Friday, 2 January 2015

Performance statistics for December 2014

Performance statistics for December 2014 

(For historic performance information and descriptions of what I am trying to achieve with each portfolio please see the 'performance' tab. As with everything on this site, these are my views only.  Please read the disclaimer to your right and always do your own research. A final disclosure, these portfolio are real and are reported to the best of my accounting ability how they actually performed) 

Hedge fund portfolio +4.0%
Net position 7% net long, gross book c. 60% utilised (at month end)

In one of those statistical oddities the second successive 4.0% performance months...not that I am complaining of course!

Well, what a volatile month. Take the FTSE-100 for example.  It started the month in the 6,700s, briefly dipped to around 6,200 and ended the year back deep in the 6,500s. Whilst the FTSE-100 index position is still my largest short it was trimmed a couple of times near the monthly low which helped to add net portfolio value as the market rebounded

Otherwise it was a month for trying to add value via trading.  Trading positions added included Google, BP and Gilead Sciences where share price declines - for various reasons - created opportunities: currently all three positions are nicely profitable.  Positions in RBS, Lafarge, Tesco and Barclays were also added to during the middle of the month market malaise.  The newly listed spin-out Indivior was also introduced to the portfolio.  CAT was partially covered during the month as the construction/industrial behemoth hit (to the downside) my first target price.

On the other side, a few profits were taken in Randgold (which once again has proved a valuable winner) although a good sized position remains.  There was also a partial cover of the yen short below 120 against the US dollar although, again, this still remains a good sized position.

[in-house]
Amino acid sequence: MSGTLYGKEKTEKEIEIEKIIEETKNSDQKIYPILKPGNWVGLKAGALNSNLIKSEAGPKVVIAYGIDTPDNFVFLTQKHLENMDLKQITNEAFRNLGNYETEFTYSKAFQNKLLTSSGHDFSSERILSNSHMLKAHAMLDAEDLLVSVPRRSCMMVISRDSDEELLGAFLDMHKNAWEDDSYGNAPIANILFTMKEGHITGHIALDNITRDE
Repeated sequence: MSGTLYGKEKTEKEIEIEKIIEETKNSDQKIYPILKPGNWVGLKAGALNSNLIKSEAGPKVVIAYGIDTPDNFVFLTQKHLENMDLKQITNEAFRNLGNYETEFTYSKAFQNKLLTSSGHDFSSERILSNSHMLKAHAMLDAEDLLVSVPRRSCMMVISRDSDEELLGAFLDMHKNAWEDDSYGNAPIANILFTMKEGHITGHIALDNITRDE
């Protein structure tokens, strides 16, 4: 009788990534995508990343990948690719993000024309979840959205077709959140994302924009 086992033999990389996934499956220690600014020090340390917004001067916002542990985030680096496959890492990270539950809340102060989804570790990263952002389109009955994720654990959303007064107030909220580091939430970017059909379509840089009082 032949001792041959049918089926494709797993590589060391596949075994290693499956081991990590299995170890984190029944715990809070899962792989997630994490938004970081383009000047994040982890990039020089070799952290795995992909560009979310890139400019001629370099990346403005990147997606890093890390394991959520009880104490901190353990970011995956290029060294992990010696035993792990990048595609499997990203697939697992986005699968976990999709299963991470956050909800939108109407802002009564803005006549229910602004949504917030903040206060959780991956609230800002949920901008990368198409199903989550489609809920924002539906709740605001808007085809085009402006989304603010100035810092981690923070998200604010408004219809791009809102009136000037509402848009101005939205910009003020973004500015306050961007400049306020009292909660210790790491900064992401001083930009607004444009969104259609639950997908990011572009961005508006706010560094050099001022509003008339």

Top 5 long positions at month end: Voya, Apache, Lafarge, Smith & Wesson, Randgold
Top 5 short positions at month end: FTSE-100, Yen (vs US$), Australian index, Euro (vs US$), HK index

So how did the calendar year 2014 end up then?  A gain of 27.3% generated via 11 up months and 1 down month.  I am really pleased with this as I aim for 20% annualised.  Now just to repeat this in 2015...

Pension fund portfolio -0.3%
Cash position c. 2% (4% a month ago)

A bit of general market volatility at the end of the month just pulled back the overall portfolio value into negative territory for December.

Major trades during the month included adding to the energy sector position (via BP, Apache), augmenting positions in Smith & Wesson, RBS, Barclays and introducing a position in Aviva.  All this activity pushed down the cash balance.

Top 10 positions at month end: Apache, Randgold, Syngenta, Agco, Standard Chartered, Smith & Wesson, Tesco, Royal & Sun Alliance, Aviva, Barclays

So how did the calendar year 2014 end up then?  A gain of 5.8% generated via 7 up months and 5 down months.  Given the FTSE-100 (my main benchmarks) and most European indices were down during 2014 I am pleased with this...although clearly if I had put all my money into a US tracker or long bonds... That is not my aim however with my pension money: a value angle and multi-year timeframe pushes me towards a good holding in non-US positions and away from bonds.

When I look at the top ten positions (a little under 40% of the total portfolio value) I see value for 2015 (always a good position to be in).

One last statistic: the dividend yield on the portfolio was basically 2% - not bad given I do explicitly focus on income today.

So combined portfolio observations:

1. The 'hedge fund' book outperformed - not surprising given the volatility of markets and compressed returns outside of places like the US.

2. My value bias is obvious in my 'pension fund' book.  I do need to watch this - I may necessarily have a multi-year outlook necessarily BUT I need to keep on watching for value traps.

3. Opportunities do abound...and managing your own money is far more fun than managing institutional monies (believe me) and constantly a great challenge. Onto 2015!

No comments:

Post a Comment